More Venezuela versus Pandemic news now, with the attack on Mercenaries 2:
Venezuela World in Flames now bolstered by the attempted enlistment of Bono -- charitable human rights rescuer and lead singer for rock group U2. In a pair of open letters addressed to religious leaders and the bland-o-rama band frontman, Venezuelan Solidarity humbly asks Bono to use his "considerable influence" to halt development on the game and perhaps invest in a company that doesn't detract "from [his] image as a human rights defender." Does Bono know how to dismantle an anti-static BD-ROM?
The political group's concerns arise from the fact that the "extremely realistic" game allows players to shoot and otherwise demolish people and constructions within the recognizable borders of Venezuela. Their paranoid plea frantically plucks nebulous studies ("research demonstrates that playing violent video games increases the likelihood of aggressive behavior"), bizarre gamer hostility ("the game inevitably will provoke increased tensions between the U.S. and Venezuela) and unfounded fiction fear ("celebration of violence in much of our media, music and video games is poisoning our children") from the air, shortly before rolling everything into a moist ball and splattering it across Bono's front door.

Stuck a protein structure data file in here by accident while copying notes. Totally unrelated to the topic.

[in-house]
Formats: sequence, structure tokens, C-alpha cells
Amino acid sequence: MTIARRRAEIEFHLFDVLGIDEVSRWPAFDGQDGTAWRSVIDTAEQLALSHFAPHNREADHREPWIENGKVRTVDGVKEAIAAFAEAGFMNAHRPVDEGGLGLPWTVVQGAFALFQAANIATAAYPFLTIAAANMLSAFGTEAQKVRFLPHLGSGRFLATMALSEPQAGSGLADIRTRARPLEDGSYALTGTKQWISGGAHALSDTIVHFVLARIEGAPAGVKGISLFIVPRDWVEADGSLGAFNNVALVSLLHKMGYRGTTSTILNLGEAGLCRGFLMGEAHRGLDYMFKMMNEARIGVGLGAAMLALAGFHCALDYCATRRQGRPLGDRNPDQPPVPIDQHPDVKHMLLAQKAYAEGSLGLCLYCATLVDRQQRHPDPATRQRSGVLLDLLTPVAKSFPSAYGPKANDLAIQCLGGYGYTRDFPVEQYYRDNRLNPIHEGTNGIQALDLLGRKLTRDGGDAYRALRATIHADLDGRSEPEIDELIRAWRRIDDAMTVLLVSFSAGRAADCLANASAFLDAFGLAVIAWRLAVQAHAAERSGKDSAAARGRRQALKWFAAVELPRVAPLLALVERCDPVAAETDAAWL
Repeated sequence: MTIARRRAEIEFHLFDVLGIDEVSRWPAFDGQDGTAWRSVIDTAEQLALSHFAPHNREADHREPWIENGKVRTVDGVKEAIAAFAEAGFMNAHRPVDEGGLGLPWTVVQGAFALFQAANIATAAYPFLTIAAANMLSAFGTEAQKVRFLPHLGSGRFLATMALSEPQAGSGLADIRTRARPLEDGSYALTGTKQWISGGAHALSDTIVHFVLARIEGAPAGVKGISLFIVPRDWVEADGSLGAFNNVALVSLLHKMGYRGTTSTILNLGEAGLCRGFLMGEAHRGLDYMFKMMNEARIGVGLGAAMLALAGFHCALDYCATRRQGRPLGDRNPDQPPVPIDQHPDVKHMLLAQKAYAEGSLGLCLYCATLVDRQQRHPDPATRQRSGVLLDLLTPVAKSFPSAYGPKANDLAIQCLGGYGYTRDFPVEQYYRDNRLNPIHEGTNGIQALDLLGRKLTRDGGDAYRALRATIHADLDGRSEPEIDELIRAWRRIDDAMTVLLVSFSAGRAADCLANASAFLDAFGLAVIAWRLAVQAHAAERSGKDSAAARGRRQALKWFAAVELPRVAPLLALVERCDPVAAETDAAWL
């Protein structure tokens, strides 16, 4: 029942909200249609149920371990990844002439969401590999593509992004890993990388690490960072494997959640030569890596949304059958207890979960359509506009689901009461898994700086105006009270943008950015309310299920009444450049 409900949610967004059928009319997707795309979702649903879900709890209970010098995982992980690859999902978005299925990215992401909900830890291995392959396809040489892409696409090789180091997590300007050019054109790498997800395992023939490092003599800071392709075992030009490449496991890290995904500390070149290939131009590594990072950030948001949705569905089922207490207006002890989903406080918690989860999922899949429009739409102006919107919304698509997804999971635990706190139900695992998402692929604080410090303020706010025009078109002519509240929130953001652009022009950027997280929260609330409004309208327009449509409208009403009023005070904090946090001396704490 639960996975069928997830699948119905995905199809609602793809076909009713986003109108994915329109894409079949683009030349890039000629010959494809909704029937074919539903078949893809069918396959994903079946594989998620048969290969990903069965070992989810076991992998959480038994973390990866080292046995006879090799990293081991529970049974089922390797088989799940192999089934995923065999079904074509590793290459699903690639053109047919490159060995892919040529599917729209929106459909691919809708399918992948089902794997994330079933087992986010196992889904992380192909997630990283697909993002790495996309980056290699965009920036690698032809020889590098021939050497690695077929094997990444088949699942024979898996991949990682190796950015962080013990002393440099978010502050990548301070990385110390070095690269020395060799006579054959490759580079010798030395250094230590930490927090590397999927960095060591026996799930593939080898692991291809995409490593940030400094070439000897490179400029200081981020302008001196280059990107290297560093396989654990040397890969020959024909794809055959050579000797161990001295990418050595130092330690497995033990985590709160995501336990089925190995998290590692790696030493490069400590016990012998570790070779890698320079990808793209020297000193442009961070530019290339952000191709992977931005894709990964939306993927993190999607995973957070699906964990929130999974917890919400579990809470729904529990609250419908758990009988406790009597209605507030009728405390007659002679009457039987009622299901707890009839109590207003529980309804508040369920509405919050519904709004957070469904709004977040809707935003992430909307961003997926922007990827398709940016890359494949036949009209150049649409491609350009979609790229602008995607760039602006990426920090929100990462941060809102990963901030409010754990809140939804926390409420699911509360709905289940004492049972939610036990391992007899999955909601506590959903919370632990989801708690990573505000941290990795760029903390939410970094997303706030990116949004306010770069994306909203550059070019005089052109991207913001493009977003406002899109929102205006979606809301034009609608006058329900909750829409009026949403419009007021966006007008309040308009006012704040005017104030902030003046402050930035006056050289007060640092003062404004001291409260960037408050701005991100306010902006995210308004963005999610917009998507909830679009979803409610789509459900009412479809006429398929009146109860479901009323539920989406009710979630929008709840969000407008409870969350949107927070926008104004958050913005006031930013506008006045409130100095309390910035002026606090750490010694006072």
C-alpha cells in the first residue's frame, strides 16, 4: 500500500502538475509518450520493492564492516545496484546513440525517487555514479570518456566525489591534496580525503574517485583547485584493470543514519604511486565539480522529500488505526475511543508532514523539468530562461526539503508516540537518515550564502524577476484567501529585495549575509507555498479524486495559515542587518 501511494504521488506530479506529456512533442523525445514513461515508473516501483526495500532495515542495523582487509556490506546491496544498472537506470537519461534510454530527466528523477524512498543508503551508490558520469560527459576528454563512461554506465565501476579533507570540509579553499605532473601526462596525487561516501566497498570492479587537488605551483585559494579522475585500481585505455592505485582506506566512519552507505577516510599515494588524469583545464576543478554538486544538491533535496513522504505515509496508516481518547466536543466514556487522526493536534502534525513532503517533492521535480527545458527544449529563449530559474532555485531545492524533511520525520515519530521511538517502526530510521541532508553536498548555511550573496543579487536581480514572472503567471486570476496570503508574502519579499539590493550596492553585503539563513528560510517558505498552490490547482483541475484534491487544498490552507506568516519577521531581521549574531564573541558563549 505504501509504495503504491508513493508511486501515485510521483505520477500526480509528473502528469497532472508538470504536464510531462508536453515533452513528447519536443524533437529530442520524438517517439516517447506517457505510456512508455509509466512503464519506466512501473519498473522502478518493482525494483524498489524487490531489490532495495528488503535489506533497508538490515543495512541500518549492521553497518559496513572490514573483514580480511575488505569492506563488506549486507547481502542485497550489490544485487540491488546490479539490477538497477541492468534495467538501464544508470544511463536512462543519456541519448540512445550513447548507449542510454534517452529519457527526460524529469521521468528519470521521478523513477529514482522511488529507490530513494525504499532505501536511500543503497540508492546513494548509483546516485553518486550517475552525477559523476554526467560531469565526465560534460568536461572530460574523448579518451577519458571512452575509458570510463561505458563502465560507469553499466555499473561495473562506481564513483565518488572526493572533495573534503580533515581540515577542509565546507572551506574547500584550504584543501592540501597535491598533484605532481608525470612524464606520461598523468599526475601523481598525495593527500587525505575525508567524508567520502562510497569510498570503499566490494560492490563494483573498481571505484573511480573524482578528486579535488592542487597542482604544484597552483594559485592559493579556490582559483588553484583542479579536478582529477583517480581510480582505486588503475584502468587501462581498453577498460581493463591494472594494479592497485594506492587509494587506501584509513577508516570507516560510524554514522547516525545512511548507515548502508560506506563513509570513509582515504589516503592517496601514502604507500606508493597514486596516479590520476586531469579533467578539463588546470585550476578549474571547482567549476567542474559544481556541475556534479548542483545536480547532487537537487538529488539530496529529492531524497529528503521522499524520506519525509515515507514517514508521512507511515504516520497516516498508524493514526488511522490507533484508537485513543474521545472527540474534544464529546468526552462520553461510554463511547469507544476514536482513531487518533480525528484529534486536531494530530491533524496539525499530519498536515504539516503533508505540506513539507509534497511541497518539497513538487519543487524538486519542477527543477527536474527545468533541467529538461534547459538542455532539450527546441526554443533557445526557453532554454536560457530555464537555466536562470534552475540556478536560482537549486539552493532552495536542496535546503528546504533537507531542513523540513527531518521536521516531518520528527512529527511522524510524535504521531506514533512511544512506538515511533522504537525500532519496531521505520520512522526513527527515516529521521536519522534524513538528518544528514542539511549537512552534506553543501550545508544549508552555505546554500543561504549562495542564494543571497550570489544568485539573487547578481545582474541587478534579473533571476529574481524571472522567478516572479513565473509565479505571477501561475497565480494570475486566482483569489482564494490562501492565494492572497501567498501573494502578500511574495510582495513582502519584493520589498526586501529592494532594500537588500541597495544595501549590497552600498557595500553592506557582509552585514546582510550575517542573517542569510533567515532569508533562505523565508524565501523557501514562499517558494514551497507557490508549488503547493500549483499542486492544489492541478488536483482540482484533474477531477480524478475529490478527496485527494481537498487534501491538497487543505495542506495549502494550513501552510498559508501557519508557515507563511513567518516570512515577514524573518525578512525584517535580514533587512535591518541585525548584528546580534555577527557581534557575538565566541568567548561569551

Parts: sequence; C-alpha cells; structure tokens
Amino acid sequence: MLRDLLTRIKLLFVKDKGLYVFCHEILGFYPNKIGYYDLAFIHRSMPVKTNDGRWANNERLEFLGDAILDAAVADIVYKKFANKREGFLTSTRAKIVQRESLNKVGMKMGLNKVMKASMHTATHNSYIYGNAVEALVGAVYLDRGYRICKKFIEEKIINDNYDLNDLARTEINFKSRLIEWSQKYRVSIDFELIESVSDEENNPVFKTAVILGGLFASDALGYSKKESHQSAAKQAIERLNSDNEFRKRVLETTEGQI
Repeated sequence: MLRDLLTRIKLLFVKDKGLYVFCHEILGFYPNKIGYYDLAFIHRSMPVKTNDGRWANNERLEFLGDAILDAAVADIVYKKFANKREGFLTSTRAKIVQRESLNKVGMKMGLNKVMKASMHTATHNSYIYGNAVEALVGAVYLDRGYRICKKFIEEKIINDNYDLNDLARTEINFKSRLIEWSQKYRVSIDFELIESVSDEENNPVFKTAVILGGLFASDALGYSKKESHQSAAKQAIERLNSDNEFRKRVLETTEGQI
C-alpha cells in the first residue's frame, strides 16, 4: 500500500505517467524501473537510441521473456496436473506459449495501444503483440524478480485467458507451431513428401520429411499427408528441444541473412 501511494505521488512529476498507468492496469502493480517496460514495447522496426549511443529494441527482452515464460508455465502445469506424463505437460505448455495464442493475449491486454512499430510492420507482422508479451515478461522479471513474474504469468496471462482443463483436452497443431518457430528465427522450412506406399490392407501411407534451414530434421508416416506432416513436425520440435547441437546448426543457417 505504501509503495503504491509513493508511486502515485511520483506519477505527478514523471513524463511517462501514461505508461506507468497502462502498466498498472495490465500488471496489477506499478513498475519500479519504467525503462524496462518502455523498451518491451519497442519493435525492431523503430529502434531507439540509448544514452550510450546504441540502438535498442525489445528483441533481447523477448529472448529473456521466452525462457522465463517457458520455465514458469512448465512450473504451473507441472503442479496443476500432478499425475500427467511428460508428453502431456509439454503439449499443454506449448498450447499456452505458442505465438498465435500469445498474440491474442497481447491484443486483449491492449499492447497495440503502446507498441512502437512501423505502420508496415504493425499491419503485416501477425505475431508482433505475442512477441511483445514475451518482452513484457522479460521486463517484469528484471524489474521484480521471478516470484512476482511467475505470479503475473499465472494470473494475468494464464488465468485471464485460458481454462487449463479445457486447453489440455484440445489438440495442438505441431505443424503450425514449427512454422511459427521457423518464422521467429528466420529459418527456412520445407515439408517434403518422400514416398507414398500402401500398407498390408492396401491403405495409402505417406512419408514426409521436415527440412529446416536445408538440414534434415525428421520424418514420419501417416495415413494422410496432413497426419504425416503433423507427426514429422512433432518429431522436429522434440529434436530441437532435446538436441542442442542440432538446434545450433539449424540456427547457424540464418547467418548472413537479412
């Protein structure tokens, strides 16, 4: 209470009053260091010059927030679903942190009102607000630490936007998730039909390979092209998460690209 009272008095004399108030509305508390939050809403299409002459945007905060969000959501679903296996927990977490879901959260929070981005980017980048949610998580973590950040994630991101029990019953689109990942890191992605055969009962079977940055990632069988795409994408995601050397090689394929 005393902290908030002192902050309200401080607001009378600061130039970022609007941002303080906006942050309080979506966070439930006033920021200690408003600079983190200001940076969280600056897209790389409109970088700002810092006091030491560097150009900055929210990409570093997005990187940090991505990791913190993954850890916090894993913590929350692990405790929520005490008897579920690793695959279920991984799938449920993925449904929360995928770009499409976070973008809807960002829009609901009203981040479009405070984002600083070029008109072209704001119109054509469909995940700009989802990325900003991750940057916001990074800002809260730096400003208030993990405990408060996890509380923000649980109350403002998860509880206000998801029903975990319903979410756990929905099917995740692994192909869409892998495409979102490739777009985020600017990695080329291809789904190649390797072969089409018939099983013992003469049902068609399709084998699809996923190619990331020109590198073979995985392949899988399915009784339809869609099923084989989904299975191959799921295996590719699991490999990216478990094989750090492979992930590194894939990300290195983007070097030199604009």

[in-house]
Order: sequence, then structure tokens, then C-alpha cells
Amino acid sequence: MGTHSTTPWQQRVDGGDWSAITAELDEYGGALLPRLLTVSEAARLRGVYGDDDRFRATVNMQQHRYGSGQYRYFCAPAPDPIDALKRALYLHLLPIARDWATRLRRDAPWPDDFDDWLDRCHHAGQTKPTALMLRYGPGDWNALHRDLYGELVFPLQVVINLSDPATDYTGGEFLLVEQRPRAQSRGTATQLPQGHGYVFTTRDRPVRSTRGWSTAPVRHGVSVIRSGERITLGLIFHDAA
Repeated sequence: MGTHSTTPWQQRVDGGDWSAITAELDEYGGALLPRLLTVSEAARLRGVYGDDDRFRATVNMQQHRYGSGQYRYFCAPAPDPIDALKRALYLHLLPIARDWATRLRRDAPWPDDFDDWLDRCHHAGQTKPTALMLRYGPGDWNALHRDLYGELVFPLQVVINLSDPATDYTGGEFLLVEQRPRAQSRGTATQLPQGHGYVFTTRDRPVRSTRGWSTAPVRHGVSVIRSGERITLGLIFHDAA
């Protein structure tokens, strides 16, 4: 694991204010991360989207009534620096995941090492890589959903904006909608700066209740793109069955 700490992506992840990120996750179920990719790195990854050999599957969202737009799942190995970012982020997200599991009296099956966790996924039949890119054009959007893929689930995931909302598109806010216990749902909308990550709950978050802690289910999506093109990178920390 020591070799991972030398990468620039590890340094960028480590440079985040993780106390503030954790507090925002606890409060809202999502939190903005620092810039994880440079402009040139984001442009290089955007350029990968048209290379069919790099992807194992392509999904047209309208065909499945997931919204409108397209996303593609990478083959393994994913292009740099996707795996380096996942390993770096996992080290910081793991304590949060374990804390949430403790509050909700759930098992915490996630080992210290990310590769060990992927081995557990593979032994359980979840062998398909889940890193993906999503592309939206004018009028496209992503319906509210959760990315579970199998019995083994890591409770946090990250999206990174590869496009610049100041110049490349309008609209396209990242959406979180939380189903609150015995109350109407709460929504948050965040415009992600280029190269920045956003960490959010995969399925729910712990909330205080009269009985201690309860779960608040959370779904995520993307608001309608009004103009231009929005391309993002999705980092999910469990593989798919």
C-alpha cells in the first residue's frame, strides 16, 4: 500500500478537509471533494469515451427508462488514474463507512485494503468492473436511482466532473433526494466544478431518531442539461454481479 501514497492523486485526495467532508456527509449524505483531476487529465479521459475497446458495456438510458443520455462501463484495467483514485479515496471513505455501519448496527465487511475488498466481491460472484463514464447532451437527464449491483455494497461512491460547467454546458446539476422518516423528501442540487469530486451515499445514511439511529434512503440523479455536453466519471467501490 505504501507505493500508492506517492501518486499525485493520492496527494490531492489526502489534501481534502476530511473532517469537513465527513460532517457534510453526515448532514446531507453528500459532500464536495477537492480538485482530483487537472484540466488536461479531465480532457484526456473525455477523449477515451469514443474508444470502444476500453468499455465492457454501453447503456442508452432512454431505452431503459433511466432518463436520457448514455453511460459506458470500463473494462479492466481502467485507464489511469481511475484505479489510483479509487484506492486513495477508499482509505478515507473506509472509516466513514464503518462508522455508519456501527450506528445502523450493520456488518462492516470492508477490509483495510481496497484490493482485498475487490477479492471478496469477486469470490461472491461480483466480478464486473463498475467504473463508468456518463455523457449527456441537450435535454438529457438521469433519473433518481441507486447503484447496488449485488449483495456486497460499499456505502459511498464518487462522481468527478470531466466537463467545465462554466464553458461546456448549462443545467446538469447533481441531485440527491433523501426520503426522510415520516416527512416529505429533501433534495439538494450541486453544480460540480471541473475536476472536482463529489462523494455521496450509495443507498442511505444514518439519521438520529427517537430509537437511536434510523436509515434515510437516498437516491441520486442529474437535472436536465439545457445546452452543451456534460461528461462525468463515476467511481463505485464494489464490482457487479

In other news, both Sony's David Jaffe and Cory Barlog have been asked to stop their rampage against Greece's tourism industry. "We're not all half-naked barbarians and bloodthirsty minotaurs, you know!"